There is almost nothing Paquito D'Rivera hasn't accomplished since his arrival on the U.S. jazz scene in the early 1980s, when the young Cuban arrived from Spainthe first spot he hid when he defected from his home nation and its Communist rule that denied personal freedoms and forced musicians playing jazz to call it something else in order to avoid punishment.
Since then, the 62-year-old reed man (alto saxophone and clarinet)/composer/arranger has won nine Grammy Awards in Latin, jazz and classical categories and received a Lifetime Achievement Award from Carnegie Hall for his contributions to Latin music. In 2005, he received the esteemed status as National Endowment for the Arts Jazz Master, the same year he went to the White House for the National Medal for the Arts, with people like Wynton Marsalis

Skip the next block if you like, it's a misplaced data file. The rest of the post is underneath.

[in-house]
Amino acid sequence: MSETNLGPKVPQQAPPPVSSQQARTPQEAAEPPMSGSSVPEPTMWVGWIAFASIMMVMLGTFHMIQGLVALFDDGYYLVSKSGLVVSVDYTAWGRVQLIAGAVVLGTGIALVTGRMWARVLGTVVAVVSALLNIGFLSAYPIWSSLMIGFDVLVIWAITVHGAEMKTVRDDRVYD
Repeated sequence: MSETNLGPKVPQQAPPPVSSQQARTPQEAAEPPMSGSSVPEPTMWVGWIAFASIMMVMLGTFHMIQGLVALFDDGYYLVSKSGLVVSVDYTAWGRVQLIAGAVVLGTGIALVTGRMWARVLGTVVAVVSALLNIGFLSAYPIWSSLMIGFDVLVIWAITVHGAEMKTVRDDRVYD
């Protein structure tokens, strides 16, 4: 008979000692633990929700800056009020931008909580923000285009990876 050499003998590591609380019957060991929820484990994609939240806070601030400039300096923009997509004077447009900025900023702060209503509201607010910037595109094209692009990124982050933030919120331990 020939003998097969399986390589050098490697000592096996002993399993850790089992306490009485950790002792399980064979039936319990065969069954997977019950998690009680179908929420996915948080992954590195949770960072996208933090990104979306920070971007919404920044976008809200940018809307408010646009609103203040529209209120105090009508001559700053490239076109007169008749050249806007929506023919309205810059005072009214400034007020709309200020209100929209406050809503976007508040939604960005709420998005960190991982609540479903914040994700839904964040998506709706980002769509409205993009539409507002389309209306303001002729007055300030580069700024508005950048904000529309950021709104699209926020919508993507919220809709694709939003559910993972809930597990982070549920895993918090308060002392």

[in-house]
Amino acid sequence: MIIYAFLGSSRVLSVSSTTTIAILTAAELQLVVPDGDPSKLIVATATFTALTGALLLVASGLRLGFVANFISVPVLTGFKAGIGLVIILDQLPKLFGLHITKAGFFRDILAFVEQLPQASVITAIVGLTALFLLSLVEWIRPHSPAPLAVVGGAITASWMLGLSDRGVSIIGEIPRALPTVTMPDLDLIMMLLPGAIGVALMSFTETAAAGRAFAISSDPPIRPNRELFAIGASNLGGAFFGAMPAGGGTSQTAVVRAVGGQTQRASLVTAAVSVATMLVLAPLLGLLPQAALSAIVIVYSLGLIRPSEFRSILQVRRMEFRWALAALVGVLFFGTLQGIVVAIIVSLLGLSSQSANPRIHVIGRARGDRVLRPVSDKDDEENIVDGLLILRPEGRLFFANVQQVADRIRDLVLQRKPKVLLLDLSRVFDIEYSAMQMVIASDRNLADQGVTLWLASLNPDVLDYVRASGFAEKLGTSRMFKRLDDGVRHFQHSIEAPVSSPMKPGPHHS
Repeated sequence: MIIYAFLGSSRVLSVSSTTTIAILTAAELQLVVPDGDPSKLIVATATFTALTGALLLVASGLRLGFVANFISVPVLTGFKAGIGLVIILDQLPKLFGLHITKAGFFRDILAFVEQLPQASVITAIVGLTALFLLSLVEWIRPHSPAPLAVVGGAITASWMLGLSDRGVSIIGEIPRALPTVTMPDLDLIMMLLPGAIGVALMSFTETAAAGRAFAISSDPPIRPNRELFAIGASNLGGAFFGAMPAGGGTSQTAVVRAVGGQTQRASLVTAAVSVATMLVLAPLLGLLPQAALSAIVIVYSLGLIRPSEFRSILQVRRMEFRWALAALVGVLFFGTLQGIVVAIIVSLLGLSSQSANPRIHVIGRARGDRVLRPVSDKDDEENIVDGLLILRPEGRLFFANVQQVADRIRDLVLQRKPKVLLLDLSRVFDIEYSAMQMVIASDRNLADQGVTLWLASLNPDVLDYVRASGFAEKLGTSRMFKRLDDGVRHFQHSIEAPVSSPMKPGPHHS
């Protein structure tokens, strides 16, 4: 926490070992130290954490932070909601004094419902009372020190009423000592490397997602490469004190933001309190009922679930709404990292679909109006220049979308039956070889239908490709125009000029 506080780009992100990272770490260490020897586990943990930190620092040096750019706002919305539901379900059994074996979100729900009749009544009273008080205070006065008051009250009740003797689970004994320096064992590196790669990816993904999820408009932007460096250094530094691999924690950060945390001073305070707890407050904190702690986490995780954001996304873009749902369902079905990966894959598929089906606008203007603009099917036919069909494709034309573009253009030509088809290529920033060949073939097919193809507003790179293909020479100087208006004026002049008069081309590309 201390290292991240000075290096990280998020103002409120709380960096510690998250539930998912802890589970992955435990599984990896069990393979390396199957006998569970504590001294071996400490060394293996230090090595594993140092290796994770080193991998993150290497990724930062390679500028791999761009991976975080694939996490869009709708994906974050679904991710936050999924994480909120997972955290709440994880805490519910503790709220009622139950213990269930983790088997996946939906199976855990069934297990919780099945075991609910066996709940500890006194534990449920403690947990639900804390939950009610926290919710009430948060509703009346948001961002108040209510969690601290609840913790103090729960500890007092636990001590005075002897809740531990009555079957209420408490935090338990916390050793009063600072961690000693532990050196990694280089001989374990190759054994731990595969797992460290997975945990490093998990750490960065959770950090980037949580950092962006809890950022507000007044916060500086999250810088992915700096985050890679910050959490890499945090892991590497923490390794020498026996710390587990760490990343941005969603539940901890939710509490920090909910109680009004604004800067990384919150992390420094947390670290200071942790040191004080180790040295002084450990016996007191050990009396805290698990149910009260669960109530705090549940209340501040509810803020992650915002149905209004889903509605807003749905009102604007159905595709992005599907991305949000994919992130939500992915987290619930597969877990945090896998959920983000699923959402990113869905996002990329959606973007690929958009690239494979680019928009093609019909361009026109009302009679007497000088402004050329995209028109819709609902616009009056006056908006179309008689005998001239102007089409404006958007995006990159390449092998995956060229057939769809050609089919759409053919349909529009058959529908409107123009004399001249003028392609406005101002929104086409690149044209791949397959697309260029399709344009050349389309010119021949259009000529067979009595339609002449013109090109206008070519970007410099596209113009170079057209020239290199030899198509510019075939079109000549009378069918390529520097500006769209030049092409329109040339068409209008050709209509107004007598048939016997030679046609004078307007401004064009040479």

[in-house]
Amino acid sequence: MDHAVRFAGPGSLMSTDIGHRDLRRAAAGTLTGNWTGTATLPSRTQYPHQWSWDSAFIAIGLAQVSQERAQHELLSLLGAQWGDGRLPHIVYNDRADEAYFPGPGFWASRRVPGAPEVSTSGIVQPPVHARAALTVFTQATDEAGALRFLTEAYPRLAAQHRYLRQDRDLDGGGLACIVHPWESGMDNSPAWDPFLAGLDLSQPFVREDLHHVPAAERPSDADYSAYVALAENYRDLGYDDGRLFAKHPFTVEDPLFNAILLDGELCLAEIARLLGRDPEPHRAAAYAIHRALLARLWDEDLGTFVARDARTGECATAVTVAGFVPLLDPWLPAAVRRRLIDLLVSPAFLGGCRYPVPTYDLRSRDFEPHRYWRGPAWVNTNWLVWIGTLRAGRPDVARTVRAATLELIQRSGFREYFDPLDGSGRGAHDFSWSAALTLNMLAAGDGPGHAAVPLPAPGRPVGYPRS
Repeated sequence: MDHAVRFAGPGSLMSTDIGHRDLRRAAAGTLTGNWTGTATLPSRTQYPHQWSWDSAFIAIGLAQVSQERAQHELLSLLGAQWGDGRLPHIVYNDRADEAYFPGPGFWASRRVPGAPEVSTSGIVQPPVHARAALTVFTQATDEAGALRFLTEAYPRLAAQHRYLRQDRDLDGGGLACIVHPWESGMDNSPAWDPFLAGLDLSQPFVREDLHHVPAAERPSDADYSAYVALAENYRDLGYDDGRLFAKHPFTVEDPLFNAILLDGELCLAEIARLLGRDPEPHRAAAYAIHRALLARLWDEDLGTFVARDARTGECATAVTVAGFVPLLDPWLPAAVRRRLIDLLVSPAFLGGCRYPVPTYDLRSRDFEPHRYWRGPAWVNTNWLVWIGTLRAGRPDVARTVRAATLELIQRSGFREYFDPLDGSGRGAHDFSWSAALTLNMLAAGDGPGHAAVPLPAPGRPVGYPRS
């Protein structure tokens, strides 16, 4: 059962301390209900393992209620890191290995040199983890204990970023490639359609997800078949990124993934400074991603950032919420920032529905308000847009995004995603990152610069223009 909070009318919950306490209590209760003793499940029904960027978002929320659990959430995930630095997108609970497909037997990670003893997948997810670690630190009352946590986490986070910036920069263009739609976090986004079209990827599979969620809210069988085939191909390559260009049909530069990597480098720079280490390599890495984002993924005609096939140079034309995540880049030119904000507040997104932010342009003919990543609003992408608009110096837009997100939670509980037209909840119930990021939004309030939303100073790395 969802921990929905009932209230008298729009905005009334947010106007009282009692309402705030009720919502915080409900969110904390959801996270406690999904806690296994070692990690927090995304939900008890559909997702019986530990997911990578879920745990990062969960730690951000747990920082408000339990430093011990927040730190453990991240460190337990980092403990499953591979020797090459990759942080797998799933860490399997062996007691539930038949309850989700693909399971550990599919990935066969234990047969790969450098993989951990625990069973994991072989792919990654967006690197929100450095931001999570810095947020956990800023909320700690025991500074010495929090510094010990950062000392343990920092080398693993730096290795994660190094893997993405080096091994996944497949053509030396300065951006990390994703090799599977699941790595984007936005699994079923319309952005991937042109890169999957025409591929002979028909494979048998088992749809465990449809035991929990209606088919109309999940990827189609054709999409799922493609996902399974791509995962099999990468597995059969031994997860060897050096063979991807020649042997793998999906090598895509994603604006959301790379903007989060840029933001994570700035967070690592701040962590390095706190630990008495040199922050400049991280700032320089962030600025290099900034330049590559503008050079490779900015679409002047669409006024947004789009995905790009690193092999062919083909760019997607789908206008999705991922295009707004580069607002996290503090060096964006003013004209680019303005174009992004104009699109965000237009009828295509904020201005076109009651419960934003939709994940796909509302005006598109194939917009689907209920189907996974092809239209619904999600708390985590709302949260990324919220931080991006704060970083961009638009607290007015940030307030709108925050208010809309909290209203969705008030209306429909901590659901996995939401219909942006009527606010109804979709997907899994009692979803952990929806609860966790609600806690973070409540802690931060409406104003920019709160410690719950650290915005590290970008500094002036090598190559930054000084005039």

and actor Robert Duvall. In 2007, D'Rivera was honored with the Living Jazz Legend award in a ceremony at the Kennedy Center, in Washington, DC.
R.J. DeLuke spoke at length with D'Rivera, about his two latest releasesPanamerican Suite (MCG Jazz, 2010), Tango Jazz: Live at Lincoln Center (Sunnyside, 2010)his humble beginnings and near-impossible to imagine experiences that led to his emigration to the United States, and current projects, including his forthcoming memoir, Portraits and Landscapes, already out in Spanish and currently looking for an English publisher.